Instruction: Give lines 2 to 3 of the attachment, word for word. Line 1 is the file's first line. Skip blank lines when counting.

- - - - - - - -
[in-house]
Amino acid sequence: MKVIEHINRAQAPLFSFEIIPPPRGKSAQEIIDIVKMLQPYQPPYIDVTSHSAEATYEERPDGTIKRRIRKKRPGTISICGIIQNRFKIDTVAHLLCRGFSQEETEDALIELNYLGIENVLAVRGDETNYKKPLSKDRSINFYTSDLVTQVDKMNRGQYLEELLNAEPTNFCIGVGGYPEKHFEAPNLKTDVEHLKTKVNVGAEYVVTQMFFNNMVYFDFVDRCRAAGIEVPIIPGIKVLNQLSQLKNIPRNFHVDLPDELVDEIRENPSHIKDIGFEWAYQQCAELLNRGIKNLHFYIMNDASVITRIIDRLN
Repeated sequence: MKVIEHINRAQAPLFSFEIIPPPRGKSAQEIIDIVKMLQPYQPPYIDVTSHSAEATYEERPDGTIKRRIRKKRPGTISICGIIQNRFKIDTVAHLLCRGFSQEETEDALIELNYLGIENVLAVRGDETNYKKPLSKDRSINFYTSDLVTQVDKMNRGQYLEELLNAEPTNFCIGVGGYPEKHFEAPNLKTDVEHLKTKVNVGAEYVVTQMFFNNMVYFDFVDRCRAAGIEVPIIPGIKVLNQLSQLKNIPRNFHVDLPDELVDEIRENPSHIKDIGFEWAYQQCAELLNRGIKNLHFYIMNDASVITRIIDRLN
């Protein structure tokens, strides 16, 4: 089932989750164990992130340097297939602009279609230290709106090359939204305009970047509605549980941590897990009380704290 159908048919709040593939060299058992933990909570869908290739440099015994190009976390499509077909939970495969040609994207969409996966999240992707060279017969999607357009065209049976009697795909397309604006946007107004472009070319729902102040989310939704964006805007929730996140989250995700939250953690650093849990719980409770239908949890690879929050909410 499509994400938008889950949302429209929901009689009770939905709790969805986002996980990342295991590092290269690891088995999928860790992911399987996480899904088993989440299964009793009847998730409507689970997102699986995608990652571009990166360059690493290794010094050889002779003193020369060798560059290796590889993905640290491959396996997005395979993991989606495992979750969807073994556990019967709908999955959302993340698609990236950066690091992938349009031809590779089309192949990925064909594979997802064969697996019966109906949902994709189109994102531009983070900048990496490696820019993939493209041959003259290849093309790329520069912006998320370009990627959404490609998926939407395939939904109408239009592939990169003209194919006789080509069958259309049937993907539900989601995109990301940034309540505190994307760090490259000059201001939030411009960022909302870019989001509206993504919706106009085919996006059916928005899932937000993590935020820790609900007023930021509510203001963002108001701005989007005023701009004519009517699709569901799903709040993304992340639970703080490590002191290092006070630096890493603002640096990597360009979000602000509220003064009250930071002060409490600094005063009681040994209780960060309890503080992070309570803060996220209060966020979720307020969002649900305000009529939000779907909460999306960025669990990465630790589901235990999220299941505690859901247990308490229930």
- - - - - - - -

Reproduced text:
Amino acid sequence: MKVIEHINRAQAPLFSFEIIPPPRGKSAQEIIDIVKMLQPYQPPYIDVTSHSAEATYEERPDGTIKRRIRKKRPGTISICGIIQNRFKIDTVAHLLCRGFSQEETEDALIELNYLGIENVLAVRGDETNYKKPLSKDRSINFYTSDLVTQVDKMNRGQYLEELLNAEPTNFCIGVGGYPEKHFEAPNLKTDVEHLKTKVNVGAEYVVTQMFFNNMVYFDFVDRCRAAGIEVPIIPGIKVLNQLSQLKNIPRNFHVDLPDELVDEIRENPSHIKDIGFEWAYQQCAELLNRGIKNLHFYIMNDASVITRIIDRLN
Repeated sequence: MKVIEHINRAQAPLFSFEIIPPPRGKSAQEIIDIVKMLQPYQPPYIDVTSHSAEATYEERPDGTIKRRIRKKRPGTISICGIIQNRFKIDTVAHLLCRGFSQEETEDALIELNYLGIENVLAVRGDETNYKKPLSKDRSINFYTSDLVTQVDKMNRGQYLEELLNAEPTNFCIGVGGYPEKHFEAPNLKTDVEHLKTKVNVGAEYVVTQMFFNNMVYFDFVDRCRAAGIEVPIIPGIKVLNQLSQLKNIPRNFHVDLPDELVDEIRENPSHIKDIGFEWAYQQCAELLNRGIKNLHFYIMNDASVITRIIDRLN